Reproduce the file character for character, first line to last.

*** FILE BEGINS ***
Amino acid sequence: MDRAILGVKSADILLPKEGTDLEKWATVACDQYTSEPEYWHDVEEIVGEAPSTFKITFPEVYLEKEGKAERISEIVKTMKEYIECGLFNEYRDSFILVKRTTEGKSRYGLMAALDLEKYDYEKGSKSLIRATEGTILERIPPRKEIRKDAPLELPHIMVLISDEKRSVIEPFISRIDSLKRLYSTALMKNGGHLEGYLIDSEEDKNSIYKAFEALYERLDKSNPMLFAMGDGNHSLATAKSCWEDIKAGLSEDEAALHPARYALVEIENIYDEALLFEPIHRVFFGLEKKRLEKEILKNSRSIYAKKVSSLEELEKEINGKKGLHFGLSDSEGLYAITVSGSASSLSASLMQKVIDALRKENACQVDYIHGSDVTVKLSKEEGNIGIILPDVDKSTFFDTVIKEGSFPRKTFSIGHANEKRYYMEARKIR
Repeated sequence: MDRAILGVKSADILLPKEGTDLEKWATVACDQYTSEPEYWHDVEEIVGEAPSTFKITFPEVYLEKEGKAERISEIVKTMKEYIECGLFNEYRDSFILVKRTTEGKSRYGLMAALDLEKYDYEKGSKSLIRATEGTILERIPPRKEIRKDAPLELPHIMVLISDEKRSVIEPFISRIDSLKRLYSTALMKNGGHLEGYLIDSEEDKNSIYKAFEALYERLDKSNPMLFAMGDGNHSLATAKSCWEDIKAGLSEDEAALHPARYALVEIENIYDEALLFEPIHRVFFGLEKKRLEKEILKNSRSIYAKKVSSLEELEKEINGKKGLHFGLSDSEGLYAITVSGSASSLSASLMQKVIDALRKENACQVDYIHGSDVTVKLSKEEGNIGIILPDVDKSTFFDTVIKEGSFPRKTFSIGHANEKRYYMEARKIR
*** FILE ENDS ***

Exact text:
Amino acid sequence: MDRAILGVKSADILLPKEGTDLEKWATVACDQYTSEPEYWHDVEEIVGEAPSTFKITFPEVYLEKEGKAERISEIVKTMKEYIECGLFNEYRDSFILVKRTTEGKSRYGLMAALDLEKYDYEKGSKSLIRATEGTILERIPPRKEIRKDAPLELPHIMVLISDEKRSVIEPFISRIDSLKRLYSTALMKNGGHLEGYLIDSEEDKNSIYKAFEALYERLDKSNPMLFAMGDGNHSLATAKSCWEDIKAGLSEDEAALHPARYALVEIENIYDEALLFEPIHRVFFGLEKKRLEKEILKNSRSIYAKKVSSLEELEKEINGKKGLHFGLSDSEGLYAITVSGSASSLSASLMQKVIDALRKENACQVDYIHGSDVTVKLSKEEGNIGIILPDVDKSTFFDTVIKEGSFPRKTFSIGHANEKRYYMEARKIR
Repeated sequence: MDRAILGVKSADILLPKEGTDLEKWATVACDQYTSEPEYWHDVEEIVGEAPSTFKITFPEVYLEKEGKAERISEIVKTMKEYIECGLFNEYRDSFILVKRTTEGKSRYGLMAALDLEKYDYEKGSKSLIRATEGTILERIPPRKEIRKDAPLELPHIMVLISDEKRSVIEPFISRIDSLKRLYSTALMKNGGHLEGYLIDSEEDKNSIYKAFEALYERLDKSNPMLFAMGDGNHSLATAKSCWEDIKAGLSEDEAALHPARYALVEIENIYDEALLFEPIHRVFFGLEKKRLEKEILKNSRSIYAKKVSSLEELEKEINGKKGLHFGLSDSEGLYAITVSGSASSLSASLMQKVIDALRKENACQVDYIHGSDVTVKLSKEEGNIGIILPDVDKSTFFDTVIKEGSFPRKTFSIGHANEKRYYMEARKIR